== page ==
Monday, 16 January 2023

Gurulupotha Archaeological Site

Gurulupota Archaeological Site
Gurulupota Archaeological Site (Photo credit: Aravindth Thiruchchelvam, Google Street View)

Gurulupotha Archaeological Site, also known as Gurulupotha Sita Kotuwa or Gurulupotha Padhanghara Piriven Viharaya (Sinhala: ගුරුළුපොත පුරාවිද්‍යා ස්ථානය/ ගුරුළුපොත සීතා කොටුව/ ගුරුළුපොත පධානඝර පිරිවෙන් විහාරය), is situated on the wayside of the Kandy-Mahiyangana road near the 18 hairpin bend in Kandy District, Sri Lanka.

History
The site consists of the ruins of an ancient Padhanaghara monastery complex.

Padhanaghara monasteries
Padhanaghara, also known as Patanagala or Piyangala, is a special type of monastery built for the Bhikkhus (Buddhist monks) who devoted themselves to meditation involving minimum comforts. They are usually constructed in places situated outside the main areas of monastic and secular buildings. During the latter part of the Anuradhapura Period, Padhanagharas became popular and developed into large-scale complexes. Examples of this type of monasteries are found in the places such as ArankeleRitigala, Nuvaragalkanda, Veherabendigala, and Western Monasteries etc. (Bandaranayake, 1990).

A Padhanaghara is often built at a site with bedrock almost at the surface or at a shallow depth. The monastery design usually follows a typical plan with a twin structure (two/double-platform) made out of dressed stones, surrounded by a shallow artificial moat. The two platforms are linked to each other by a  large monolithic stone slab/bridge spanning across the shallow moat in between.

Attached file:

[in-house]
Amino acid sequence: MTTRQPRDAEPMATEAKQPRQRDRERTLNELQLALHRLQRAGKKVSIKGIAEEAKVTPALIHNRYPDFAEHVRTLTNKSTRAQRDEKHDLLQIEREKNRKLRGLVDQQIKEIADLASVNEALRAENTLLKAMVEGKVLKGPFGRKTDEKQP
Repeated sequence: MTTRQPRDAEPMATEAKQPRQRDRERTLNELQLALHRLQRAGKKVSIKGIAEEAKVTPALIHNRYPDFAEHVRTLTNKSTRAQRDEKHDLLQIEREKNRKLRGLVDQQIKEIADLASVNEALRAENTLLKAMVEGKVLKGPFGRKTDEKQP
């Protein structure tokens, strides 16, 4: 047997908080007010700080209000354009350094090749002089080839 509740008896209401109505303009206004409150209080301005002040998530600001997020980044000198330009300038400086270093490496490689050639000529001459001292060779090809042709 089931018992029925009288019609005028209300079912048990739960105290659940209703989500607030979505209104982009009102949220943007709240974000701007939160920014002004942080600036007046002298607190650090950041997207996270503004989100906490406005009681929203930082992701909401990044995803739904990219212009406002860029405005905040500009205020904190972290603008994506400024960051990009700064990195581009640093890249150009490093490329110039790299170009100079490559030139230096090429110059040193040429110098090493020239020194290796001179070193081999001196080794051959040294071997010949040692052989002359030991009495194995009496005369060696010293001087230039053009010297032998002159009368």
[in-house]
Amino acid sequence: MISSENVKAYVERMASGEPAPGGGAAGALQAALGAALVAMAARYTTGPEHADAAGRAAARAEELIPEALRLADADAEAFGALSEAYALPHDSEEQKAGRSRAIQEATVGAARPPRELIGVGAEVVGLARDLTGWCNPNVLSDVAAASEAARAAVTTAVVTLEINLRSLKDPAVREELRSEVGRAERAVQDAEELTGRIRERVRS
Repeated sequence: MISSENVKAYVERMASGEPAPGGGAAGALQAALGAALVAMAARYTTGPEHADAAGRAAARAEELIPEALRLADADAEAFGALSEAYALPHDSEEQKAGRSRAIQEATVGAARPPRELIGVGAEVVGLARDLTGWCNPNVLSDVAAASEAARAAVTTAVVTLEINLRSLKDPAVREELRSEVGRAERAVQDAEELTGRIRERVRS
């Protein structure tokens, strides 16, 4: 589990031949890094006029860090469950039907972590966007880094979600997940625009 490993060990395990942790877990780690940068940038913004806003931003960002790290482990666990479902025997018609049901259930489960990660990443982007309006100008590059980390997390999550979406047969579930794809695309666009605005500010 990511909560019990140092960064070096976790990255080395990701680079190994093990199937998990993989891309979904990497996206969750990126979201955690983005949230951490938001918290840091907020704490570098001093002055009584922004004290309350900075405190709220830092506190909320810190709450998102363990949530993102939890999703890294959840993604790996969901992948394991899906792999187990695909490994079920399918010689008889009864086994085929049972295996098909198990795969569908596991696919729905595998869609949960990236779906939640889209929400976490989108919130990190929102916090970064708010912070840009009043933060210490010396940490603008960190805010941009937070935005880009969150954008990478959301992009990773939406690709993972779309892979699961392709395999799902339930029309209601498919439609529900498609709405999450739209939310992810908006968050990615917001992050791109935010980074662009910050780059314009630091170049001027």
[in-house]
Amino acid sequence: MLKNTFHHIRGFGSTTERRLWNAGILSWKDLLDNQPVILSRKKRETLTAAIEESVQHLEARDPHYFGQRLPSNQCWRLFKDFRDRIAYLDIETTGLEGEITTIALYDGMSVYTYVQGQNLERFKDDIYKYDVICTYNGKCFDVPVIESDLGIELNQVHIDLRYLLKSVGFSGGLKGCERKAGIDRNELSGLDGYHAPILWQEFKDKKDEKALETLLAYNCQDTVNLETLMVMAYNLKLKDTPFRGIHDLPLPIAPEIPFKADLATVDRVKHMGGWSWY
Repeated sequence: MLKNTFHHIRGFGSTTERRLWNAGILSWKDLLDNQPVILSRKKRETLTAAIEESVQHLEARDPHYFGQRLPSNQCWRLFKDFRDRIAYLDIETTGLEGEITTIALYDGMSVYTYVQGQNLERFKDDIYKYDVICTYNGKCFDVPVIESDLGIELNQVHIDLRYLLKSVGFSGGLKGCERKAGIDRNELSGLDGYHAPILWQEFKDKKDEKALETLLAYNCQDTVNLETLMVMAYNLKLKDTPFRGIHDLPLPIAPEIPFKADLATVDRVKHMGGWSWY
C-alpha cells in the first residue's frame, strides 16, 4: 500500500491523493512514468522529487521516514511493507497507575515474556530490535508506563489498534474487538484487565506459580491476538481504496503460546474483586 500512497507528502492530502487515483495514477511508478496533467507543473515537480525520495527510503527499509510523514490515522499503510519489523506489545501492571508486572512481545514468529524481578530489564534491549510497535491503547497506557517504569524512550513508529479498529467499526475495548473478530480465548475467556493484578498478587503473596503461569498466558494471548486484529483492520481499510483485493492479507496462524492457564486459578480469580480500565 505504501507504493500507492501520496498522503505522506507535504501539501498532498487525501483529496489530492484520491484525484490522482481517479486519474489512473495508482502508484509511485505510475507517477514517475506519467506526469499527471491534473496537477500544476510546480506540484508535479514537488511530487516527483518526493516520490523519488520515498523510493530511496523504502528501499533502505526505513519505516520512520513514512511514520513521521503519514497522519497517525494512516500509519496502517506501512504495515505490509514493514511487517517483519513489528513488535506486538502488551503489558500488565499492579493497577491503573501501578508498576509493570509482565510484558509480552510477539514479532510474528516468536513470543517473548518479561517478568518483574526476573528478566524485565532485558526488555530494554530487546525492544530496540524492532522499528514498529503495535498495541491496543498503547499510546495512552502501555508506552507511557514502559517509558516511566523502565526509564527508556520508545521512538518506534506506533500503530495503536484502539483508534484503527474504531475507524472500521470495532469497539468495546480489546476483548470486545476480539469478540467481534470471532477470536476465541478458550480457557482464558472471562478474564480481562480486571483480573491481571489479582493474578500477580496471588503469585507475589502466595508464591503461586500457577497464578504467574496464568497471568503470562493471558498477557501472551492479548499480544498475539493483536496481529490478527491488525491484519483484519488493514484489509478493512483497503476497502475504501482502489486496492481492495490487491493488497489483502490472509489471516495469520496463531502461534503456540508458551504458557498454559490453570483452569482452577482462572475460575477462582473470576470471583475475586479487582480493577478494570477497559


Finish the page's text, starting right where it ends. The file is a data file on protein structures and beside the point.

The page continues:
A place related to Ramayanaya?
Without any archaeological or historical evidence, this archaeological site is being promoted by some locals and tourist agencies as a Hindu place related to Rama and Sita, two mythical figures depicted in the Indian epic Ramayanaya. According to them, Gurulupota is the first place where Sita was kept in captivity after her abduction by Ravana (Abeyawardana, 2004).

However, the authenticity of the Ramayanaya is controversial and hence it is today dismissed as a myth by Sri Lankan scholars (JRASSL, 2014).
 
References
1) Abeyawardana, H.A.P., 2004. Heritage of Kandurata: Major natural, cultural and historic sites. Colombo: The Central Bank of Sri Lanka. pp.116-117.
2) Bandaranayake, S., 1990. The architecture of the Anuradhapura Period 543 B.C.-800 A.D. [Wijesekara, N. (Editor in chief)]. Archaeological Department centenary (1890-1990): Commemorative series: Volume III: Architecture. Department of Archaeology (Sri Lanka). pp.22-24.
3) JRASSL, 2014. Journal of the Royal Asiatic Society of Sri Lanka New Series, Vol. 59, No. 2, Special Issue on the Ramayana (2014). https://www.jstor.org/stable/i40203619. pp.1-112.

Location Map
This page was last updated on 16 January 2023

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